It is tricky to execute on that, however. After that pivotal moment, I kept wondering for a rather long time whether they will manage to finish what they started, to make sense of the narrative mess they created, to give meaning to the story. I am still not sure whether they did, but they tried. As the story develops over almost a generation, the elements scattered across the script start to converge, and yes: then there is the moment when I was gasping again (for me, that moment took place in a college cafeteria, but maybe others have done the thinking more quickly…). Is the story tied up too neatly and cleanly? Are there too many arbitrary vectors of life that still happen to convergence in a single spot? I can’t answer that, which means while I am not perfectly convinced that the way the story played out was the best possible way of doing it, I am still quite happy with the result. I did not feel cheated into some make-believe “meeting your fate” moment. Instead, the key “message” (or maybe better: motif) of the movie appears to be that life has a long memory, and will not easily forget the bodies in your closet. There’s no resolution to that realisation – it merely means to be prepared for some surprises along the way, because the past may come back to kick you. And you may not be the only person suffering from past misdeeds (or even only mishaps, as could be said here). Life accumulates memories good and bad, and pays out with interest to you and your family. It’s more dramatic  for them maybe, because they never even knew what’s coming for them.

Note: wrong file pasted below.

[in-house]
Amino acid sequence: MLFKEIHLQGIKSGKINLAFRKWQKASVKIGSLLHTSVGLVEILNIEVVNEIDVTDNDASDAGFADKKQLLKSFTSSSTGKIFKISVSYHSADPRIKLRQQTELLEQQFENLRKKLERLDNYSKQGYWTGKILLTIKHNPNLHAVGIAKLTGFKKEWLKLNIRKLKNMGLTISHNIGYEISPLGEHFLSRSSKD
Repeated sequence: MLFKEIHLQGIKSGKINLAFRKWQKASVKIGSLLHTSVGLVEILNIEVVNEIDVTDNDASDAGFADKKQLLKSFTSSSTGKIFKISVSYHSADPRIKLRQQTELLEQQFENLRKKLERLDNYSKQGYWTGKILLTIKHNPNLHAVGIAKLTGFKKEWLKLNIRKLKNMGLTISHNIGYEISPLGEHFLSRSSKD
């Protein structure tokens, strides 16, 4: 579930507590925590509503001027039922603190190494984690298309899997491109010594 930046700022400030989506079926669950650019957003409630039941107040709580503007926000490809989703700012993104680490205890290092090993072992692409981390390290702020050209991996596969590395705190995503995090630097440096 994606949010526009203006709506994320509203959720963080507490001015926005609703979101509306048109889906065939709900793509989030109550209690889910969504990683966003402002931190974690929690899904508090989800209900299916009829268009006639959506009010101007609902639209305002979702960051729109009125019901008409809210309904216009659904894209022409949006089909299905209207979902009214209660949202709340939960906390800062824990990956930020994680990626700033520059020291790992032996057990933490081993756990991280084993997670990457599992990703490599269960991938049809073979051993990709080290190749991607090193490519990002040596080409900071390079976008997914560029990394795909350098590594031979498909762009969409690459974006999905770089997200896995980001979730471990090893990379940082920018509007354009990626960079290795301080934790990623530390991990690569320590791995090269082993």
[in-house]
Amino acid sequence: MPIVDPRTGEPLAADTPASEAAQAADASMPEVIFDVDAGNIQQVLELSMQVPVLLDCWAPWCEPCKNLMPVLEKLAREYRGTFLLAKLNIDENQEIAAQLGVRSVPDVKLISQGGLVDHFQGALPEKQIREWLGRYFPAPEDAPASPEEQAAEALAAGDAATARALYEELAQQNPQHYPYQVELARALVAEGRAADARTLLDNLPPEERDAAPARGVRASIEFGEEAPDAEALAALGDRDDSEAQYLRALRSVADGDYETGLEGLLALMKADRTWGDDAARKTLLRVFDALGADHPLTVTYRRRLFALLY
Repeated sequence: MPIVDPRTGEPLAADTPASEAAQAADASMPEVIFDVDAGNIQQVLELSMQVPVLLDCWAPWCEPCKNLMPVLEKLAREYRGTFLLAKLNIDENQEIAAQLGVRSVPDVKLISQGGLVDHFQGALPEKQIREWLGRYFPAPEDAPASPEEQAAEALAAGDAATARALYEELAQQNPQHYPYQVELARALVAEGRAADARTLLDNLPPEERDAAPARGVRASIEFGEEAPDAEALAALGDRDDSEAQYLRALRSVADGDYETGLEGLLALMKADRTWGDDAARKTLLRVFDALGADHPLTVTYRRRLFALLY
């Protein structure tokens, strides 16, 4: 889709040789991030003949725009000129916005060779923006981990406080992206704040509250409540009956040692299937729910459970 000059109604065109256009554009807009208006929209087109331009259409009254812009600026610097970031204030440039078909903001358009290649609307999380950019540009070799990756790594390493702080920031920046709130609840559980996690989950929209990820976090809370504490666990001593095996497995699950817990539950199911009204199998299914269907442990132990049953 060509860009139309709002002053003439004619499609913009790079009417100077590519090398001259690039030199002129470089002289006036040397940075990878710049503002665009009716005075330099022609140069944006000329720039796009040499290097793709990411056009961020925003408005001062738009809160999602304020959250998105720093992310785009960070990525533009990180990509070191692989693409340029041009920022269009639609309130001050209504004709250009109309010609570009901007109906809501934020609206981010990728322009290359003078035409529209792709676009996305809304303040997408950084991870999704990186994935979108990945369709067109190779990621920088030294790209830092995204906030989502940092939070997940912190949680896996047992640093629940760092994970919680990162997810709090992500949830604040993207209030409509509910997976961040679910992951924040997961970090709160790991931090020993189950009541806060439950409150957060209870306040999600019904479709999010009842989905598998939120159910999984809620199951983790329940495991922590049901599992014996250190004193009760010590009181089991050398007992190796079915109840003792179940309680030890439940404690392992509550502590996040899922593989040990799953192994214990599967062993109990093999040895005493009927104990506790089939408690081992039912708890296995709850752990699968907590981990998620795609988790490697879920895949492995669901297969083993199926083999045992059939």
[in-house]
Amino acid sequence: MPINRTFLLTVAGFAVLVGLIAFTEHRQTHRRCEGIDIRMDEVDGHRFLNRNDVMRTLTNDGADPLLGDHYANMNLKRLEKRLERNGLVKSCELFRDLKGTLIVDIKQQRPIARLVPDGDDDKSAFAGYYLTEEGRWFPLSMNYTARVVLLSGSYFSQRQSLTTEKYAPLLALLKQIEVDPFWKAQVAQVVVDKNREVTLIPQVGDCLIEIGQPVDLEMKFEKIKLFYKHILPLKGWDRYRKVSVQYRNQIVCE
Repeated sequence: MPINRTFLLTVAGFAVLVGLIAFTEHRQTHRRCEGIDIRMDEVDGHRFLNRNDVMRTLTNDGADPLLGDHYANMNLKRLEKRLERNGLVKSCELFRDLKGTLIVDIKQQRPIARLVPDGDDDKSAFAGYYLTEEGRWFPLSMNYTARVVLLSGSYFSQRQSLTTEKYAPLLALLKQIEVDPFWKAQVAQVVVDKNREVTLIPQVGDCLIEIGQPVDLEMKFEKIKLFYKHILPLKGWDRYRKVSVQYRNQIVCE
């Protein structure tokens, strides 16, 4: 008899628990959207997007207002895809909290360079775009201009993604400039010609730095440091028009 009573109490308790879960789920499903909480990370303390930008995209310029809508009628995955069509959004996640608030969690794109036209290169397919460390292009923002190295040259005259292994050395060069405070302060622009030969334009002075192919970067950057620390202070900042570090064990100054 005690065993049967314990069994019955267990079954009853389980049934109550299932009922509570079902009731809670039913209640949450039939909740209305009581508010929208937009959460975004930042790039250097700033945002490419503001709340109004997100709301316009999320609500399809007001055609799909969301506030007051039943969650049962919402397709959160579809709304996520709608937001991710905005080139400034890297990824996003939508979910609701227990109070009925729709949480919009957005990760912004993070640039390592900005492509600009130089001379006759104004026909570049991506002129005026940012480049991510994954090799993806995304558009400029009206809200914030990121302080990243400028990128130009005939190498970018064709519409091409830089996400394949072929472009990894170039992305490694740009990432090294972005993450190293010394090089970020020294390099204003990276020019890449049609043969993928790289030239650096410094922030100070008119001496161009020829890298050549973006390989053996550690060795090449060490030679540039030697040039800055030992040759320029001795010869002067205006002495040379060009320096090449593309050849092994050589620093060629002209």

And Eva Mendes looks stunning. She does not get much to do in terms of acting, but boy…